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Review of seismic-hazard issues associated with the Auburn Dam project, Sierra Nevada foothills, California

By USGS Auburn Project Review Team 1

U.S. Geological Survey Open File Report 96-0011


In 1975 the U.S. Bureau of Reclamation (USBR) had already begun construction of a dam on the upper American River near Auburn, Calif., when the magnitude 5.7 Oroville earthquake occurred. Historically, this area has been one of relatively low earthquake activity compared to other parts of California. The Oroville earthquake, located 50 miles north of Auburn in the same tectonic setting of the Foothills Fault System of the western Sierra Nevada (Figure 1), raised concerns about the seismic safety of the Auburn Dam, which was then planned as a double-curvature, thin-arch concrete dam. The geotechnical consulting firm Woodward-Clyde Consultants (WCC) was retained to do a seismic hazard study of the Auburn project, and the U.S. Geological Survey (USGS) was asked to review the WCC report. Both the WCC (1977) and the USGS (1978) reports pointed to significant seismic safety issues. In 1979 the California Division of Mines and Geology (CDMG) conducted a review and made recommendations to the Secretary of the Interior concerning seismic design values (CDMG, 1979), and later in 1979 Secretary Cecil Andrus approved a set of design values consistent with the CDMG recommendations. The design of the dam was later changed to a concrete gravity dam, and still later the decision was made not to proceed with construction.

Figure 1

In 1991 the U.S. Army Corps of Engineers (the Corps), under instructions from Congress to study alternative means of flood control on the American River, issued a report (U.S. Army Corps of Engineers, 1991) recommending construction of a concrete gravity flood-control dam near the site of the previously proposed Auburn Dam. In 1995 the Corps issued a Supplemental Information Report (U.S. Army Corps of Engineers, 1995) giving additional information on the project. For these planning studies the Corps used the design values approved by the Secretary of the Interior in 1979. These were a maximum displacement of 9 inches on a fault intersecting the dam foundation, a maximum earthquake at the site of magnitude 6.5, a peak horizontal acceleration of 0.64 g, and a peak vertical acceleration of 0.39 g.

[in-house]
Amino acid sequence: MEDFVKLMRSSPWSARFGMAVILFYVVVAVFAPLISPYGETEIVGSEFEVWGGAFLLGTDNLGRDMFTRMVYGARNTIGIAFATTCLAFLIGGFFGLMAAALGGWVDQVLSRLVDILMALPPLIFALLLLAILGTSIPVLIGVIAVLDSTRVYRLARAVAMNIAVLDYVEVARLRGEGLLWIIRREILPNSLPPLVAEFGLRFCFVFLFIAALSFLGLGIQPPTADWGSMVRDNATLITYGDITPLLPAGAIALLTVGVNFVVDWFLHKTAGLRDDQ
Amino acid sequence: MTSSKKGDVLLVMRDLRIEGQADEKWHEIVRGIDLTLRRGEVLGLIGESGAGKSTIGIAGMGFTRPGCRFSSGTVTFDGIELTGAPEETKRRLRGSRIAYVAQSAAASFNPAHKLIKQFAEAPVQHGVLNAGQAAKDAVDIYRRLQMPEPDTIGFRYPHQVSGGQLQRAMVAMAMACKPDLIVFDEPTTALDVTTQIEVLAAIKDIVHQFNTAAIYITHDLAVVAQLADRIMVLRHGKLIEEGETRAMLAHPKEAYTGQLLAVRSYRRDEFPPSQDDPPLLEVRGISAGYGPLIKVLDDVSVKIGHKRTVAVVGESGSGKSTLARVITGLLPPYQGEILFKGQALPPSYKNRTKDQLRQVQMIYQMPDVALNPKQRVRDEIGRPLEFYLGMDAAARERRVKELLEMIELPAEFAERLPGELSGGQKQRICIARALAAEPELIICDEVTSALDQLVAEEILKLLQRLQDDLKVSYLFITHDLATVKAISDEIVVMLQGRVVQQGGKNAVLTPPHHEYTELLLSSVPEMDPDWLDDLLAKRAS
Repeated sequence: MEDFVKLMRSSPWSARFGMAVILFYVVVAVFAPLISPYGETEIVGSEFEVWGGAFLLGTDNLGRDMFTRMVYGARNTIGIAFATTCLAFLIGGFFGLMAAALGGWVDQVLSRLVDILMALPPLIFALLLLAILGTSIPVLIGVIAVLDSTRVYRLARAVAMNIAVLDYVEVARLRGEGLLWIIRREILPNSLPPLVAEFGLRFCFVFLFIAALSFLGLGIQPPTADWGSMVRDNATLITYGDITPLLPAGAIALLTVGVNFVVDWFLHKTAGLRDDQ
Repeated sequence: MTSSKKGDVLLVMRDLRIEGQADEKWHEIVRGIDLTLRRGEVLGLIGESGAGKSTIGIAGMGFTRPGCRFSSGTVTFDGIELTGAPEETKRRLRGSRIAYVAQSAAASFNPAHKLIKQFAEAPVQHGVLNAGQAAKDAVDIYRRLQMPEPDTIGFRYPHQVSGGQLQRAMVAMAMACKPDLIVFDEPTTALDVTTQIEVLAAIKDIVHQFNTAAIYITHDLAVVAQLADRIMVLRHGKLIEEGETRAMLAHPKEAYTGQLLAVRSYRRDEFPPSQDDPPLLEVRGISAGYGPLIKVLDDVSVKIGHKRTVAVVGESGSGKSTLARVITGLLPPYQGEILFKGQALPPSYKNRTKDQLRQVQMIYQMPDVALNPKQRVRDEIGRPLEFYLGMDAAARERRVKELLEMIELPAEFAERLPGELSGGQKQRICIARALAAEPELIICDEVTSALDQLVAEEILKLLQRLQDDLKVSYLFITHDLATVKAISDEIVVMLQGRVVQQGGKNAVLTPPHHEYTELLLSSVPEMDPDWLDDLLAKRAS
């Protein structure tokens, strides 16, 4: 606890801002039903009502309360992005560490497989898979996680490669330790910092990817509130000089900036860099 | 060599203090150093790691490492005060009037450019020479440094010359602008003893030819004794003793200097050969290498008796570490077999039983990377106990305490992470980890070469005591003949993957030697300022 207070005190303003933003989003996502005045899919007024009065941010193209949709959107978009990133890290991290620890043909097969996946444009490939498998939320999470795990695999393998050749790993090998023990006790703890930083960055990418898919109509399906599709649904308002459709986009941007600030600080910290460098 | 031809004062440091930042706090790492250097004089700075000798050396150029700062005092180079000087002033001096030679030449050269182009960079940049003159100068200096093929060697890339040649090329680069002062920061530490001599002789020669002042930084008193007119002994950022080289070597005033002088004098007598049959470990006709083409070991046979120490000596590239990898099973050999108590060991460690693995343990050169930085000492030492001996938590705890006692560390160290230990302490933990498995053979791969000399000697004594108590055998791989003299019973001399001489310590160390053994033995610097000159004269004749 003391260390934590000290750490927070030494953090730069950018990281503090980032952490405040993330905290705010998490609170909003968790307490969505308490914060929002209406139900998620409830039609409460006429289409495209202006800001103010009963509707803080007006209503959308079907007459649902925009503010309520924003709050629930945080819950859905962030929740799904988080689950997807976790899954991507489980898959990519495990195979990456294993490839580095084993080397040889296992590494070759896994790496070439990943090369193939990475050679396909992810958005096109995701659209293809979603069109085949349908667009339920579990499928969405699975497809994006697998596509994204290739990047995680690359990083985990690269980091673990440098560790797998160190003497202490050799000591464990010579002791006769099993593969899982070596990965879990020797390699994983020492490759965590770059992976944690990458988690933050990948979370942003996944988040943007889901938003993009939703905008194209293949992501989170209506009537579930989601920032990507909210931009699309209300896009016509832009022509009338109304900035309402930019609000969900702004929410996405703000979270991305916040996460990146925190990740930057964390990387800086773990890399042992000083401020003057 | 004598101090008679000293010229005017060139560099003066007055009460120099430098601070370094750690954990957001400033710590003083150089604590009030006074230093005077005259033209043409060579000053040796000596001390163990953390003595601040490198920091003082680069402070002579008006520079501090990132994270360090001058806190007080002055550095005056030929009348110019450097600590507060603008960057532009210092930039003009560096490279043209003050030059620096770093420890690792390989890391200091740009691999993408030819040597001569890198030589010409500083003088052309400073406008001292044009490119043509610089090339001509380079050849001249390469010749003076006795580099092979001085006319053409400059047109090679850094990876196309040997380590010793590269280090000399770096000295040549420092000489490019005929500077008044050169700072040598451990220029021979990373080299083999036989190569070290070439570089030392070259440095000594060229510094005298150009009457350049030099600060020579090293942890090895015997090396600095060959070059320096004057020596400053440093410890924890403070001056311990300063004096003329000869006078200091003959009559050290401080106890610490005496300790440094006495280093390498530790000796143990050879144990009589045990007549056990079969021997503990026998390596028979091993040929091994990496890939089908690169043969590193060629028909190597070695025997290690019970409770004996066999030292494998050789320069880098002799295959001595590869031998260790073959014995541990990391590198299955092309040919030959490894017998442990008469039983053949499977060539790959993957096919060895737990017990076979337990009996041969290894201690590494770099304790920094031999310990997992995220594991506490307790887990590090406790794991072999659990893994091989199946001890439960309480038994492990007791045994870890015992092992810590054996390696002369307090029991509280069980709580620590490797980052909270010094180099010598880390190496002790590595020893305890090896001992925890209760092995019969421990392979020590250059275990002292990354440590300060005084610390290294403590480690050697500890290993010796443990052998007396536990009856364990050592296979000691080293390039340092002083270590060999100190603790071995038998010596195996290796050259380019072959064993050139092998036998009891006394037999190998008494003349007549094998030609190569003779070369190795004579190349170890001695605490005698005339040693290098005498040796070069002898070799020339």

The USGS was requested by the U.S. Department of the Interior to review the Corps 1991 and 1995 reports with the goal of evaluating the seismic design values and the issue of reservoir induced seismicity in light of a) geological and seismological investigations conducted in the western Sierran foothills since 1979 and b) present understanding of how faults behave and earthquakes occur. The USGS assembled a team of geologists and geophysicists with a broad range of knowledge of the scientific issues associated with the project. The team reviewed the 1991 and 1995 Corps reports for the newly proposed Auburn Dam as well as those for the previous Auburn Dam project. On November 1, 1995, the team received an overview from William D. Page and Marcia McLaren of the Pacific Gas and Electric Company (PG&E) on recent geologic investigations of potentially active structures and seismicity studies in the western Sierran foothills. The team visited the proposed Auburn Dam site to see those geological structures and faults that traverse the existing foundation excavation and the footprint for the new dam. It also met with Corps and USBR staff involved in the project.

This review focuses on the review focuses on the assessment of seismic hazard associated with the Auburn Dam project. In this report we a) review and evaluate the bases for the original seismic design values for fault displacement, maximum earthquake magnitude, and ground motions; b) discuss the issue of reservoir-induced seismicity; and c) present conclusions and recommendations. We appreciate the thoughtful comments of R. A. Page (USGS, Menlo Park, Calif.), E. A. Roeloffs (USGS, Vancouver, Wash.), M. V. Shulters (USGS, Sacramento, Calif.) and D. Howell (USGS, Menlo Park, Calif.).

Next-Review of Seismic Design Values


1D.P. Schwartz, W.B. Joyner, R.S. Stein, R.D. Brown, A.F. McGarr, S.H. Hickman, and W.H. Bakun, all at 345 Middlefield Road, Menlo Park, CA 94025

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